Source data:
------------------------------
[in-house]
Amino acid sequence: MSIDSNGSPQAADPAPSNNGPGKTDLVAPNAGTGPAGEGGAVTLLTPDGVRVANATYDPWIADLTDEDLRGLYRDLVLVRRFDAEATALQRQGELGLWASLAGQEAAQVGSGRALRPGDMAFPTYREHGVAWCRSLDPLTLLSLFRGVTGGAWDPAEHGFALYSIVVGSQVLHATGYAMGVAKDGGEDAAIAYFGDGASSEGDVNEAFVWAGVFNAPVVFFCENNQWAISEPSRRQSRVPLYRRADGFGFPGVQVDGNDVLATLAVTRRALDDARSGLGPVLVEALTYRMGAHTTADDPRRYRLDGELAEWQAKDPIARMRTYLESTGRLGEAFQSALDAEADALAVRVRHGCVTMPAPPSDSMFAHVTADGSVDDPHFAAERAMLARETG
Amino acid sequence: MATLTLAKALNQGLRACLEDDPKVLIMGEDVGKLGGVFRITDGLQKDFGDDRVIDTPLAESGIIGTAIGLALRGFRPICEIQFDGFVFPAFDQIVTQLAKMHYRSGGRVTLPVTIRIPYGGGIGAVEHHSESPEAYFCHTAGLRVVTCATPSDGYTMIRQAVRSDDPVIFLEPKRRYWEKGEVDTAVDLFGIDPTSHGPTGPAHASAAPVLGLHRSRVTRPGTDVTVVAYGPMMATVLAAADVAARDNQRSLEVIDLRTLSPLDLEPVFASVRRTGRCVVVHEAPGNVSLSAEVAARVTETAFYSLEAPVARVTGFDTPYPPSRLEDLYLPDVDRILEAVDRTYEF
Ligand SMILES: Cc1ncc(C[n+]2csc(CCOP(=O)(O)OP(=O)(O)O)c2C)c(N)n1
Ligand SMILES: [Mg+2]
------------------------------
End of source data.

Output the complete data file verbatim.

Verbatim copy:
[in-house]
Amino acid sequence: MSIDSNGSPQAADPAPSNNGPGKTDLVAPNAGTGPAGEGGAVTLLTPDGVRVANATYDPWIADLTDEDLRGLYRDLVLVRRFDAEATALQRQGELGLWASLAGQEAAQVGSGRALRPGDMAFPTYREHGVAWCRSLDPLTLLSLFRGVTGGAWDPAEHGFALYSIVVGSQVLHATGYAMGVAKDGGEDAAIAYFGDGASSEGDVNEAFVWAGVFNAPVVFFCENNQWAISEPSRRQSRVPLYRRADGFGFPGVQVDGNDVLATLAVTRRALDDARSGLGPVLVEALTYRMGAHTTADDPRRYRLDGELAEWQAKDPIARMRTYLESTGRLGEAFQSALDAEADALAVRVRHGCVTMPAPPSDSMFAHVTADGSVDDPHFAAERAMLARETG
Amino acid sequence: MATLTLAKALNQGLRACLEDDPKVLIMGEDVGKLGGVFRITDGLQKDFGDDRVIDTPLAESGIIGTAIGLALRGFRPICEIQFDGFVFPAFDQIVTQLAKMHYRSGGRVTLPVTIRIPYGGGIGAVEHHSESPEAYFCHTAGLRVVTCATPSDGYTMIRQAVRSDDPVIFLEPKRRYWEKGEVDTAVDLFGIDPTSHGPTGPAHASAAPVLGLHRSRVTRPGTDVTVVAYGPMMATVLAAADVAARDNQRSLEVIDLRTLSPLDLEPVFASVRRTGRCVVVHEAPGNVSLSAEVAARVTETAFYSLEAPVARVTGFDTPYPPSRLEDLYLPDVDRILEAVDRTYEF
Ligand SMILES: Cc1ncc(C[n+]2csc(CCOP(=O)(O)OP(=O)(O)O)c2C)c(N)n1
Ligand SMILES: [Mg+2]